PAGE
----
The bone-jarring tackles made by “Bus” Ackerman in the 1920s era of football were made even more impressive by the lack of modern protective gear. Bus graduated in 1927 from Riverview High School, the very building that now houses the Antioch Historical Society Museum and Sports Legends Hall. At Riverview, Bus was both place kicker and tackle and was All-League for four years. In baseball he played centerfield and held the record for most runs scored at Riverview High. His skills as a tackle and place kicker earned him All-League honors and a full scholarship to St. Mary’s College. He played football and centerfield in baseball at St. Mary’s between 1927-1931. He was First Team All-America in football in 1929: the legendary Knute Rockne signed the certificate. Bus was the first All-America player to come out of Antioch. When he wasn’t playing college ball, Bus played on club football teams. He was on the American Legion Football team, coached by Walter “Dutch” Eells, the namesake of Antioch High’s stadium, and in 1928, on a summer break from college, played on the championship American Legion baseball squad. Bus played in the very first East-West Shrine Game in 1929, the same year this early athlete chose baseball after college, spending more than two yeas in the Pacific Coast AAA Baseball League. Bus stayed in Antioch, serving the city as a police officer when his sports career ended. He is enshrined in the St. Mary’s Hall of Fame, where he’s been so honored since 1970. Welcome Home, Bus.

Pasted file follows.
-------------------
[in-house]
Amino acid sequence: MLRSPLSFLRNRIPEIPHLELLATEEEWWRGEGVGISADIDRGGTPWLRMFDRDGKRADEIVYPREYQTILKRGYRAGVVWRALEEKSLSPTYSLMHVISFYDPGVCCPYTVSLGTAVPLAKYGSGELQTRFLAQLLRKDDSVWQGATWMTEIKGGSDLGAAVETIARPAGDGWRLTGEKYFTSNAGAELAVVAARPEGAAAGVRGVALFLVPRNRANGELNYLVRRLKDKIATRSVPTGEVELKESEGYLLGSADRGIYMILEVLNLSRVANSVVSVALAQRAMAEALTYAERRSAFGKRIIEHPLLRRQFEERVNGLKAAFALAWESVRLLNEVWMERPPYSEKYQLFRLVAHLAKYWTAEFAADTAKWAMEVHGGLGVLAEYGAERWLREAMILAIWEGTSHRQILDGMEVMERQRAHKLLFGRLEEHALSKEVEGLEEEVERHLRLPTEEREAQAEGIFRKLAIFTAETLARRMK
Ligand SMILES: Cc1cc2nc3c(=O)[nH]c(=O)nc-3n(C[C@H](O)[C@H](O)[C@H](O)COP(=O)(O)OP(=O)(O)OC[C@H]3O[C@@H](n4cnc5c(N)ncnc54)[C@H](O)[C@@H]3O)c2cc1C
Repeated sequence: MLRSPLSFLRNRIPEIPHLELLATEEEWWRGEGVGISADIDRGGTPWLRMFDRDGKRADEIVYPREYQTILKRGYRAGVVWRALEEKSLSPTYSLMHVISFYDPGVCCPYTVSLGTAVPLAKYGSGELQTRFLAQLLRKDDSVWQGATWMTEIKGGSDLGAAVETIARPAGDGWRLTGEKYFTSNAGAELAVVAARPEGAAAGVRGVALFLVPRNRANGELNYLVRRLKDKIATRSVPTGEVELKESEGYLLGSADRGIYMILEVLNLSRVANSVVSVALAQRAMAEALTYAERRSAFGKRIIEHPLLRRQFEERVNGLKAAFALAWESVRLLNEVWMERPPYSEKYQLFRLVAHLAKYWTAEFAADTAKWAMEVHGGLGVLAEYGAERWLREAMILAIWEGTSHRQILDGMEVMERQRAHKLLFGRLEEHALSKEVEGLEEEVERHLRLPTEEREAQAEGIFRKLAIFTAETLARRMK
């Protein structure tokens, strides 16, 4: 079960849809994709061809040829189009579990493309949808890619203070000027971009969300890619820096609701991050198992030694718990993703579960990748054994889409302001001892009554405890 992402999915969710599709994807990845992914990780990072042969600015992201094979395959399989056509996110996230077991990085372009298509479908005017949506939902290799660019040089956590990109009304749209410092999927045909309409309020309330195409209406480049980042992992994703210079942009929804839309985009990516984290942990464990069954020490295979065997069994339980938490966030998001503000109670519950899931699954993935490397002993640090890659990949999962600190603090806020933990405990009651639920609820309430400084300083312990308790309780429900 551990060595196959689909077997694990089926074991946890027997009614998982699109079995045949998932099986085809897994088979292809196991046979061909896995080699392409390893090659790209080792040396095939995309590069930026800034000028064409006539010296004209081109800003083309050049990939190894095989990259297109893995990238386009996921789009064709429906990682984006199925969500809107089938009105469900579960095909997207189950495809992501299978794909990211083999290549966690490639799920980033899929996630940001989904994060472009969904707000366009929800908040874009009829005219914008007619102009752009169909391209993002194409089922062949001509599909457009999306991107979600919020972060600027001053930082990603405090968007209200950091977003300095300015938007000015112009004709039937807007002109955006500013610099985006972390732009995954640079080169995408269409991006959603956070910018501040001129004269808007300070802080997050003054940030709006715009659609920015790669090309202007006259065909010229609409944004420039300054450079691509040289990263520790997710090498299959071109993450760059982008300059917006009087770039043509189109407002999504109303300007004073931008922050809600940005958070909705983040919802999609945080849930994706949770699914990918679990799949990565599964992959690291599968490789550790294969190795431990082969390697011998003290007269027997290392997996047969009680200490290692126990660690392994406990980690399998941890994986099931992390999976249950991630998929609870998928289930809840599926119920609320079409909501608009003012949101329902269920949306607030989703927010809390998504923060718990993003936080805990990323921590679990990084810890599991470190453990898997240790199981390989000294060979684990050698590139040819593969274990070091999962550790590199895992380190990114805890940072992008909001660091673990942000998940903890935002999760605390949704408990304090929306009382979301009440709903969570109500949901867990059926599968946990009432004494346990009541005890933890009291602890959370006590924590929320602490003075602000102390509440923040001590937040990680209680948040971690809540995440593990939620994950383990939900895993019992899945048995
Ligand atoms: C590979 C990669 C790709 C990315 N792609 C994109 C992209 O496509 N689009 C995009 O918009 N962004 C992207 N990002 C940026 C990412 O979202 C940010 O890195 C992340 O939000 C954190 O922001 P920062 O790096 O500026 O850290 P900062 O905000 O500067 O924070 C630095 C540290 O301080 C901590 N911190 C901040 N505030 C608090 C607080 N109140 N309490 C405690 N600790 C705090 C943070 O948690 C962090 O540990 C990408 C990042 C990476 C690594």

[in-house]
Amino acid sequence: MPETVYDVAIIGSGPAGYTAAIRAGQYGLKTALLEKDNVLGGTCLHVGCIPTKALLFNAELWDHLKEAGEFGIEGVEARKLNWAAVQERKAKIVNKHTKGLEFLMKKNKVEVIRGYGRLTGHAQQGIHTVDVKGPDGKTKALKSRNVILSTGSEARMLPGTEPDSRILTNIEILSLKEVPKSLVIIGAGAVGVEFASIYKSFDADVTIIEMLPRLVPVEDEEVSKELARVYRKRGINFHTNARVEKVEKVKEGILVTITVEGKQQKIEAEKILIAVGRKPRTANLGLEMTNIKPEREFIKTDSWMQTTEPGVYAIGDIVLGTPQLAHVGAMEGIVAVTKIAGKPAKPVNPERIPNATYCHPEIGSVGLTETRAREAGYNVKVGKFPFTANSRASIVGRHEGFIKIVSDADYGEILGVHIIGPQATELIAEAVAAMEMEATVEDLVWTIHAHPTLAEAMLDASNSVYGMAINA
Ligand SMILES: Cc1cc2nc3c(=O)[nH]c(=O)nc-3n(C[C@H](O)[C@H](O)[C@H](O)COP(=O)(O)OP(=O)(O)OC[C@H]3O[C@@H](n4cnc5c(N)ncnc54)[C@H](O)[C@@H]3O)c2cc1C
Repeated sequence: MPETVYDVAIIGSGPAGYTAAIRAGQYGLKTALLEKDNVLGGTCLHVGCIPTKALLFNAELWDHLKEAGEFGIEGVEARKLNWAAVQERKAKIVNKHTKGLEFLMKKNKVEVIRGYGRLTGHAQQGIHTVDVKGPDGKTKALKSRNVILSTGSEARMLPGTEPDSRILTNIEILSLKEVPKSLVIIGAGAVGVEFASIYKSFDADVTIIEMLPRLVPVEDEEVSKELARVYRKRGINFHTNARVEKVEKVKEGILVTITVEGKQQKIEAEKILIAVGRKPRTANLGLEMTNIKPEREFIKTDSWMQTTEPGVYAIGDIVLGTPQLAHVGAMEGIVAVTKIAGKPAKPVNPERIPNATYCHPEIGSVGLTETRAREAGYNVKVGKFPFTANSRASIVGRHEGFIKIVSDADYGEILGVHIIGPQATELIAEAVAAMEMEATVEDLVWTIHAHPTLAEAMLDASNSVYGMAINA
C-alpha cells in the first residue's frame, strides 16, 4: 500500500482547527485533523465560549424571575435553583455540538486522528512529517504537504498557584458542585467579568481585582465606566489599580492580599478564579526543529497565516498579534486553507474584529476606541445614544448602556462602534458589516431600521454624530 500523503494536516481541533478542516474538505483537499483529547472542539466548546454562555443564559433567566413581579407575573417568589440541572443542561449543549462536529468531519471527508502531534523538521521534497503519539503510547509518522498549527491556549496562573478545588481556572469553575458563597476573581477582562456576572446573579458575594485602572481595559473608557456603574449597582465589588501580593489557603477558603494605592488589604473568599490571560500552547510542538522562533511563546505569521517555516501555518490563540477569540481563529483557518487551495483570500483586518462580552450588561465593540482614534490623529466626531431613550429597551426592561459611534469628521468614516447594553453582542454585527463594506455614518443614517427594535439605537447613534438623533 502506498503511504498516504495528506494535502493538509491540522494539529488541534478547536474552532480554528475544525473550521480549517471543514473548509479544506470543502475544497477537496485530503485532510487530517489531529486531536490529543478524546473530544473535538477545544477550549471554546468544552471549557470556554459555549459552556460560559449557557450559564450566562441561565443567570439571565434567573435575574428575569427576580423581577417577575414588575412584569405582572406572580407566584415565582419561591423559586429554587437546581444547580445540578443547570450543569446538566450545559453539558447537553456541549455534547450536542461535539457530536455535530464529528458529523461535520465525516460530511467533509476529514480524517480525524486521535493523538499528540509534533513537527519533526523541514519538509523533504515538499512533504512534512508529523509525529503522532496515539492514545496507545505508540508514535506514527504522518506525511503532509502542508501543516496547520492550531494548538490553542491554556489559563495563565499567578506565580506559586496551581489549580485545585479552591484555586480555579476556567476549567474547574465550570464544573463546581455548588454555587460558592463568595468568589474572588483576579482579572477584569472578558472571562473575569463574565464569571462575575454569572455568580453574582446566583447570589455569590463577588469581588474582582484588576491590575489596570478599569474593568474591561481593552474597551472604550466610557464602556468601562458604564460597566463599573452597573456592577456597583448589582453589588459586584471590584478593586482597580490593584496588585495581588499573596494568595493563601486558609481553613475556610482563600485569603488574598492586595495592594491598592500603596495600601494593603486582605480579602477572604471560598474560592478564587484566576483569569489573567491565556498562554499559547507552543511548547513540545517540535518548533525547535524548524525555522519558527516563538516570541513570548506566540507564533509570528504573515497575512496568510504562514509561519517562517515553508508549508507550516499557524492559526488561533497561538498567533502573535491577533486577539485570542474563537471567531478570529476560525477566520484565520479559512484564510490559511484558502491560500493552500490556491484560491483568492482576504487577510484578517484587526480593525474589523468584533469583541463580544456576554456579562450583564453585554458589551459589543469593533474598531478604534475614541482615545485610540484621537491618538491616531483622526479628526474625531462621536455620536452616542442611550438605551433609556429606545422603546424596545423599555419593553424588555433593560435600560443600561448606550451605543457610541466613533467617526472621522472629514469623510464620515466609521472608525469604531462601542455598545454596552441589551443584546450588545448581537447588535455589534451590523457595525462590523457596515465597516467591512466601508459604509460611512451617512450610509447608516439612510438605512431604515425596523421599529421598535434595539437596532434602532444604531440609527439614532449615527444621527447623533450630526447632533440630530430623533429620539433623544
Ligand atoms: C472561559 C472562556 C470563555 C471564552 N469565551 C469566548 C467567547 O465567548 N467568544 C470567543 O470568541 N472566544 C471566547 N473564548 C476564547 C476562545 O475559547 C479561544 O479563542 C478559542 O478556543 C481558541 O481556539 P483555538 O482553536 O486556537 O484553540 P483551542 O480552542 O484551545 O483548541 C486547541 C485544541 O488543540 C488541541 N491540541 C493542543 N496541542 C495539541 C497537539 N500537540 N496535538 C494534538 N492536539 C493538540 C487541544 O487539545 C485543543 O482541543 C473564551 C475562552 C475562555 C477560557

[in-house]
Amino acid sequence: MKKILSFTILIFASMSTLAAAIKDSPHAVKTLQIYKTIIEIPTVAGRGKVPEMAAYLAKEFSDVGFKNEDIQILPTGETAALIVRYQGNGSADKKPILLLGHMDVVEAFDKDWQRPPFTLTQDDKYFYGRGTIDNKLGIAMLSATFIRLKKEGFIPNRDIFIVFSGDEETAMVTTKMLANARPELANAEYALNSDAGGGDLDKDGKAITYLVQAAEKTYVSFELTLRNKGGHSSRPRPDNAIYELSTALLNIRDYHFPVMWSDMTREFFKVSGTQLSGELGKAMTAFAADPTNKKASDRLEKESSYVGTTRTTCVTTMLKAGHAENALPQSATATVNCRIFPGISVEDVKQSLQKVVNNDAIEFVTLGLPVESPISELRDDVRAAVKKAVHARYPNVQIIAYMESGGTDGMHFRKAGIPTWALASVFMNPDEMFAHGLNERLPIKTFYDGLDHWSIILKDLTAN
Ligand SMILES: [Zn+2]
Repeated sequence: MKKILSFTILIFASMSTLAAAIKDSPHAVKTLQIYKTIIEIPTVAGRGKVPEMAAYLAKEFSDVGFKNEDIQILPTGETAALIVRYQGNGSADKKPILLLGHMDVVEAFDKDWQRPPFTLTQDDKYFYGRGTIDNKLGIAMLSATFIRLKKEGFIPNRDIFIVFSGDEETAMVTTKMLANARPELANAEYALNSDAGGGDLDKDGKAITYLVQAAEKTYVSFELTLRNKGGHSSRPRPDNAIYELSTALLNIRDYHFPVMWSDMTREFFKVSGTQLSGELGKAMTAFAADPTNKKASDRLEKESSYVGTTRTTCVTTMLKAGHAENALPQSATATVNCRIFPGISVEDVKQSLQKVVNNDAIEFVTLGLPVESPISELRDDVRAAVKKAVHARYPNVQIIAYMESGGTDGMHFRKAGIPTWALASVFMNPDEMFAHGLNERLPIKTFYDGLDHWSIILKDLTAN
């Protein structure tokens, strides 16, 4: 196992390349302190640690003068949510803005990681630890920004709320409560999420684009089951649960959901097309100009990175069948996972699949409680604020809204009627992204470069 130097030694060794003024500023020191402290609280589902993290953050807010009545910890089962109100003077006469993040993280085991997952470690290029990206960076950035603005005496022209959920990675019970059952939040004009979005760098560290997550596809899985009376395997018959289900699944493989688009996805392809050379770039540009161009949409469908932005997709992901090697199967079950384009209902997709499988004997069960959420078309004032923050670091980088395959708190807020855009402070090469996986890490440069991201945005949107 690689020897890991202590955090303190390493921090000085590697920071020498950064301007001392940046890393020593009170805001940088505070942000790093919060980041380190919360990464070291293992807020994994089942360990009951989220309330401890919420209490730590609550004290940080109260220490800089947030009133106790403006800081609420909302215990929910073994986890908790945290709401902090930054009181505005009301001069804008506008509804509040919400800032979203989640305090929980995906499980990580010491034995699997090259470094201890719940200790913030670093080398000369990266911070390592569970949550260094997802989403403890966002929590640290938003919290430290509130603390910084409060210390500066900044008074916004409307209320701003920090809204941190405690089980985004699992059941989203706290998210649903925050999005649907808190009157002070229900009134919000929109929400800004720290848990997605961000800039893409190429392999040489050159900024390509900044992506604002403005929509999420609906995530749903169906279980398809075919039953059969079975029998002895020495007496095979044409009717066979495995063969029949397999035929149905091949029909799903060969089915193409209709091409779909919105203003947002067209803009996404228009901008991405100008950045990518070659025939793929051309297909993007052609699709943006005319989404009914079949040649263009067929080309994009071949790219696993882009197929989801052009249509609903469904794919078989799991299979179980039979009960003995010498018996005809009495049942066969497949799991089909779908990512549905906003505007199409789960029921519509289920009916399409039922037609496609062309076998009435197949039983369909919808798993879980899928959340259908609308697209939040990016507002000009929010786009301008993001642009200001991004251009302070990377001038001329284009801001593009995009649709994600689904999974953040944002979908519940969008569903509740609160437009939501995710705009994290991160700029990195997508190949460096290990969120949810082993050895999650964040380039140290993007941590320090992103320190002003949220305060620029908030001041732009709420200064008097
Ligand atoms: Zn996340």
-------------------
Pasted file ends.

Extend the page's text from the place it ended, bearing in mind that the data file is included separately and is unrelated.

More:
Jack Danilovich’s tenure at Antioch High School was short, but his influence was indelible. “He put Antioch on the map” according to one of his star players, and fellow Sports Legend, Worth Shaw. “This guy put two players in the NFL.” Shaw said that in 1951, three of the AHS boys Danilovich had coached were captains of their respective college football teams. Jack was Panther head football and track coach between 1939-1949, guiding some of the best teams – and players – to ever come out of Antioch. The St. Mary’s College alumni’s first year as head coach was disappointing. His record: 0 wins, 6 losses and two ties. Jack took that dismal season as a challenge, and went on to lead the players to a remarkable record of 75 wins and six losses in 10 years – encompassing a 27-game winning streak from 1944 – 1948 that included AHS’s first undefeated season in 1945-46. Beginning in 1940, Jack’s boys never lost more than one game in a season until 1948, when the record was 6-2. The extraordinary leadership he exhibited earned Jack the honor of being named “Best Coach west of the Mississippi” in 1946. Jack left after the 1949 season to coach at East Contra Costa Junior College, now Diablo Valley College.